Given my own view that freer trade is necessary to promote peace and prosperity between competing nations, Brazil provides an important national policy example to Australia (and the world) in social and environmental terms.
After all, Brazil (with its population of more than 190 million) is now the world’s tenth largest economic country in nominal terms (9th in purchasing power parity terms), and represents the fifth largest area with many of the world’s most important forests and ecosystems.
In many aspects, Brazil has done well in recent years. Brazil received an IMF rescue package of $US30 billion in mid-2002, after adopting a floating currency in January 1999, which was repaid by 2005.
Brazil has benefited from a global boom in commodity prices (particularly from beef and soybeans), logging, fishing, and the manufacturing of automobiles, steel, petrochemicals, computers, and even aircraft. Unemployment was 8 per cent in 2008.
In agricultural terms, Brazil is a rival to Australia, despite greater potential being offered by a growing world population and rising incomes in China and India alone. In 2004, though Brazil had its problems associated with foot and mouth disease, it was noted that Brazil’s beef production costs were 15 per cent lower than Australia. There was concern that South Asian markets could open further to Brazil at the expense of Australia and New Zealand.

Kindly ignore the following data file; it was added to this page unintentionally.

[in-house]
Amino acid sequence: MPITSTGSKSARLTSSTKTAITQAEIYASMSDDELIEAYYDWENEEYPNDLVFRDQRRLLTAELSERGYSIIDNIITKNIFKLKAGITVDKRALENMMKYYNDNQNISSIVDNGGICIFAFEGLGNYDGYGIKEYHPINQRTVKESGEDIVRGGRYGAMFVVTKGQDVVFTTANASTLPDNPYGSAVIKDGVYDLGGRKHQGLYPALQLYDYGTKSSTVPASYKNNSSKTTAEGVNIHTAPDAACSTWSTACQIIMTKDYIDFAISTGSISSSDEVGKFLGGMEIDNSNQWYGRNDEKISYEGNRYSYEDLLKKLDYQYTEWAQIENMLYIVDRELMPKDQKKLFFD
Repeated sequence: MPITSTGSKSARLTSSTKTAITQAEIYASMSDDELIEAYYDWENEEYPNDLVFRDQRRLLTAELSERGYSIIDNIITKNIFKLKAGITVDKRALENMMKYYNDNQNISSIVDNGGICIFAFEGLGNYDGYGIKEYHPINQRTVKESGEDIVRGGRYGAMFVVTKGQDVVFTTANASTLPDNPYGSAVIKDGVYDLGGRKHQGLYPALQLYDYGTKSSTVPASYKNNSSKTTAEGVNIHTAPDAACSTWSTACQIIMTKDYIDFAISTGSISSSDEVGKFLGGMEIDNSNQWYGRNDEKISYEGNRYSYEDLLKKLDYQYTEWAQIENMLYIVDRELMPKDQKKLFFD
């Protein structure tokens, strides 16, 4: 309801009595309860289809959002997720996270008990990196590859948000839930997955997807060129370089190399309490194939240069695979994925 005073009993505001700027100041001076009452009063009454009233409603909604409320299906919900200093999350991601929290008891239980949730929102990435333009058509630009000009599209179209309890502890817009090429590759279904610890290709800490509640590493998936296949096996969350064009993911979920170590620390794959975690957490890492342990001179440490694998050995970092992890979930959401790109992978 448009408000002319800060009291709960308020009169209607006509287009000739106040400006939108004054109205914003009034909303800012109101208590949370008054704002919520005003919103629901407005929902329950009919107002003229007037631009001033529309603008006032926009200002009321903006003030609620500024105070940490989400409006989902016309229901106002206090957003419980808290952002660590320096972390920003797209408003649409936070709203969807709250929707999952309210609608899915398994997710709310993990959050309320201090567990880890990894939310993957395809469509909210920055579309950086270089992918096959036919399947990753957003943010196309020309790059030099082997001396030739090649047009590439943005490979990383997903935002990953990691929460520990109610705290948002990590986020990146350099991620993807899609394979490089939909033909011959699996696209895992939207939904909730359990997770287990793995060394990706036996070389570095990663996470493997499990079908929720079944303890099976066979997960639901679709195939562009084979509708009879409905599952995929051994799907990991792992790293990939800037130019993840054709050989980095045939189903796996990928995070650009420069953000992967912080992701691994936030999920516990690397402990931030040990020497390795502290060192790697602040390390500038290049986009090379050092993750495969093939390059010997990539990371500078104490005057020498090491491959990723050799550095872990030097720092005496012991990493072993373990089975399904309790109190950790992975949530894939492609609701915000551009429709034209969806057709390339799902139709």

And in September 2008, the Rabobank Group noted that Brazil was set to challenge New Zealand, the European Union and Australia as the major exporters of dairy products.
Already, the World Trade Organization (WTO) indicates that Brazil has increased its share of world agricultural exports from 2.8 to 4.3 per cent between 2000 and 2007 while Australia’s share declined from 3 to 2 per cent. By 2009, Brazil was the world’s largest exporter of beef, coffee, sugar, soy and grain and the world’s second biggest exporter of poultry and pork.
With funding for basic research coming mostly from government sources, Brazil has also developed major technological centres and the most advanced space program in Latin America.
Better economic times also led Brazil to develop a four-year plan from 2007 to spend US$300 billion to modernise roads, power plants and ports.
And after its experience with military governments (1964-1985) which allowed 1 per cent of the population to control 95 per cent of the wealth, Brazil’s democratic governments have achieved important social goals. The percentage of Brazilians living on less than one dollar a day has declined from 9.5 to 4.2 per cent between 1992 and 2005. Malnutrition in children under five years fell from 13 to 7 per cent between 1996 and 2006. And Brazil’s literacy rate reached 88 per cent of the population by 2003 with the youth literacy rate (ages 15-19) being 93.2 per cent.
Brazil’s Ministry of Health has also provided condoms while giving HIV-AIDS patients free antiretroviral drugs which are either manufactured as low-cost as generics, produced and sold without patent, or purchased at a lower price from foreign pharmaceutical companies.
But Brazil provides a national example that indicates to nations like Australia that it is determined to improve its economic well-being with minimal regard for the concerns of Westerners, whether social or environmental.
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